THE POWER OF PLAY
I find both the colors and the interplay of humor and imagination of Mexico's celebrations captivating, especially the tradition of the giant puppets known as Mojigangas.
My current body of work, "The Power of Play, "arises from these Mojigangas.
The interchangeable accessories of my glass puppets offer an opportunity to interact and play depending on whim. I invite one to abandon the constraints and boundaries we face today while activating a sense of play, which leads to spontaneity and delight.
Reference - Point of Inspiration:
“The Monos de Calenda” or “Mojigangas” are giant puppets that have an important traditional role in Mexican fiestas. They range 15 feet in height, originated in Spain known as “Gigantes”, and were brought to Mexico in the early 1600s. They tend to be satirically fashioned, disproportionate, often burlesque, or represent famous or festive figures.
In the state of Oaxaca, they are known as “Monos de Calenda” and dress in regional and festive clothing according to the celebration. Most Oaxacan traditions begin with a Calenda where these puppets surge spontaneously as they traverse the streets of the historical centers of towns. They swirl, spin their long arms as they dance to the whirlwind of local musicians radiating colors, and humor and delight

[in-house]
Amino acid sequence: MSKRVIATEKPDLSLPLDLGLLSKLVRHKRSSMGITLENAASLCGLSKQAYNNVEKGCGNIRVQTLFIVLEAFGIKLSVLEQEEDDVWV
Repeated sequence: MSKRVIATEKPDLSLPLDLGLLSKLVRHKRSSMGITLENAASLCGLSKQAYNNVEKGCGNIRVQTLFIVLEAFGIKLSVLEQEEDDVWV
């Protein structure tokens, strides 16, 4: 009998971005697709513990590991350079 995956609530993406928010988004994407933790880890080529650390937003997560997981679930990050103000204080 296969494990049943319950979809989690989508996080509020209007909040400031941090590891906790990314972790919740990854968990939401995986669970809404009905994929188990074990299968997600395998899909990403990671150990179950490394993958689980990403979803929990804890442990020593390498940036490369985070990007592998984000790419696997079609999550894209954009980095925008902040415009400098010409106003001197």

In San Miguel de Allende in the State of Guanajuato, these puppets are referred to as “Mojigangas”. During cultural festivities and weddings, these giant puppets tower above you leading ceremonies or joyful celebrations through the narrow streets are known as " Callejoneadas”.
that magical freedom of imagination as a potential opening to different
cultural traditions so needed in today’s prevalent nationalistic ideology.